Feature

The Miracle of Molly

In the Fall of 2000, Denver’s Lisa and Jack Nash genetically engineered a baby in an effort to save their dying little girl. Pastors and pundits said it was the first step down a stem-cell-paved road to Hell. Five years later, the Nashes give us an exclusive look at Heaven.

August 2005

A Very Good Call

"How do you explain to a 5-year-old she's going to die?" That's the question Lisa asked herself. It's what kept her and Jack going. The Nashes took their case to yet another doctor, William B. Schoolcraft, at the Colorado Center for Reproductive Medicine. Schoolcraft is one of the country's top fertility specialists. One of Schoolcraft's colleagues had developed a process for stabilizing an embryo—growing it longer in the petri dish and giving it much better chance of impregnating.

Under Schoolcraft's care (and with Dr. "Buck" waiting in the wings to perform the PGD and tissue testing), Lisa endured in vitro for the fifth time in almost three years. A round of "big gun" fertility drugs helped Lisa produce 24 eggs, almost three times as many as she had previously. Half of the embryos were healthy, but only one had the winning combination of no FA and a bone marrow match. On Dec. 10, 1999, Schoolcraft implanted the single embryo. This, the Nashes thought, was their last shot.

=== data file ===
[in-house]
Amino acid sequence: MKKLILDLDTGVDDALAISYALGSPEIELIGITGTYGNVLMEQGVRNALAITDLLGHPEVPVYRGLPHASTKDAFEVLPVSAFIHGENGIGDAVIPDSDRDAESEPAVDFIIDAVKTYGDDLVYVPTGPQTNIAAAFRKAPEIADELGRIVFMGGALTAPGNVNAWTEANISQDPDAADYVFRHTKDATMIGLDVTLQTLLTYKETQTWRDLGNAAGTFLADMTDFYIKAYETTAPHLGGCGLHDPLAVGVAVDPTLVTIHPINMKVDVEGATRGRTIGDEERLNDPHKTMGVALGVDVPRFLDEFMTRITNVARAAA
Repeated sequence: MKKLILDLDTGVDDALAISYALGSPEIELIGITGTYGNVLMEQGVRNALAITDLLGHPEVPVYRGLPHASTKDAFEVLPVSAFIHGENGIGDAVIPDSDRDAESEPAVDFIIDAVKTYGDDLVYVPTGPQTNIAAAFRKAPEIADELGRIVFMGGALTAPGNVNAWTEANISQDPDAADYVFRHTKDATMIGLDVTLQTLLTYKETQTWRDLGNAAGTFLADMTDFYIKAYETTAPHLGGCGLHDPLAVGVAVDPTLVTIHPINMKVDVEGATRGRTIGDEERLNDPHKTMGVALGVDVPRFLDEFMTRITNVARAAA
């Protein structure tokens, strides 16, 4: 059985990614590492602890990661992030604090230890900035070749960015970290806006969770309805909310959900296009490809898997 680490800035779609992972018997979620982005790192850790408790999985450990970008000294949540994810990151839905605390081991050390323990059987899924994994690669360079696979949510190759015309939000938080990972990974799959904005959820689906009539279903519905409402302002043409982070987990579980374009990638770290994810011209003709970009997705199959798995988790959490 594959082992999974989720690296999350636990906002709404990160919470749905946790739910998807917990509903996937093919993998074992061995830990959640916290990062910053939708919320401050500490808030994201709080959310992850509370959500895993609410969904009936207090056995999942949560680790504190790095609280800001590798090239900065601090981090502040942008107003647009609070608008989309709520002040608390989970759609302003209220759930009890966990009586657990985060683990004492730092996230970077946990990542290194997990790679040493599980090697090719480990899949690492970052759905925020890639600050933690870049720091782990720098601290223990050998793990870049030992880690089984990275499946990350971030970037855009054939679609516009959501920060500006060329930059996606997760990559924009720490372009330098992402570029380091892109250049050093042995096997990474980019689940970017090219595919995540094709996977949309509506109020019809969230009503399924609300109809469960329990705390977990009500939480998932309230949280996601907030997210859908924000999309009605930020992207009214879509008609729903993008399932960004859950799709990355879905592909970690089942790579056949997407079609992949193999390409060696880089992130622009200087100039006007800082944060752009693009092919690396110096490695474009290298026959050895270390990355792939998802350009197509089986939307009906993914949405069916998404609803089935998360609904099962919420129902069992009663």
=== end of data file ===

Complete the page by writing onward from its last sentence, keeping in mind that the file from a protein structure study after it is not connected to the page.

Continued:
Two weeks later, on Christmas Eve, as Molly received a blood transfusion at Children's Hospital, Lisa's cell phone rang. It was Schoolcraft's secretary calling. A voice on the other end said, "Lisa, you're pregnant." She'd heard that before.

Pages